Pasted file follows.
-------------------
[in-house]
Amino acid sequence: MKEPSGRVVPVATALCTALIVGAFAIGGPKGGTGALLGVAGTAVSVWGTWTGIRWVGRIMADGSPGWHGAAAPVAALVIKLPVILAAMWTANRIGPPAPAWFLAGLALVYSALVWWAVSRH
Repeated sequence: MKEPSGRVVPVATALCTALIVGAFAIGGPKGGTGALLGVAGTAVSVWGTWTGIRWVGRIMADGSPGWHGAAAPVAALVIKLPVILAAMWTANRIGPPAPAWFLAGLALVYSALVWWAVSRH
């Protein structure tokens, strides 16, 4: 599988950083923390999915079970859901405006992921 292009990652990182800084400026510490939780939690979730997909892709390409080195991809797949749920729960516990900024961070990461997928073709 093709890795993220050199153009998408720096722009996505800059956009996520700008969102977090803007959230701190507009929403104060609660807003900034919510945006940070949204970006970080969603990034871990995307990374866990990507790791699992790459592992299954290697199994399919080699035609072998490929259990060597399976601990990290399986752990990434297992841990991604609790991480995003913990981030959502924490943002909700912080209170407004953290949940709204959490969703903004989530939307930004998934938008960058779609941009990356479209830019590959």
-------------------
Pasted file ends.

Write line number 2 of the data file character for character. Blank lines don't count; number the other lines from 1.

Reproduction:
Amino acid sequence: MKEPSGRVVPVATALCTALIVGAFAIGGPKGGTGALLGVAGTAVSVWGTWTGIRWVGRIMADGSPGWHGAAAPVAALVIKLPVILAAMWTANRIGPPAPAWFLAGLALVYSALVWWAVSRH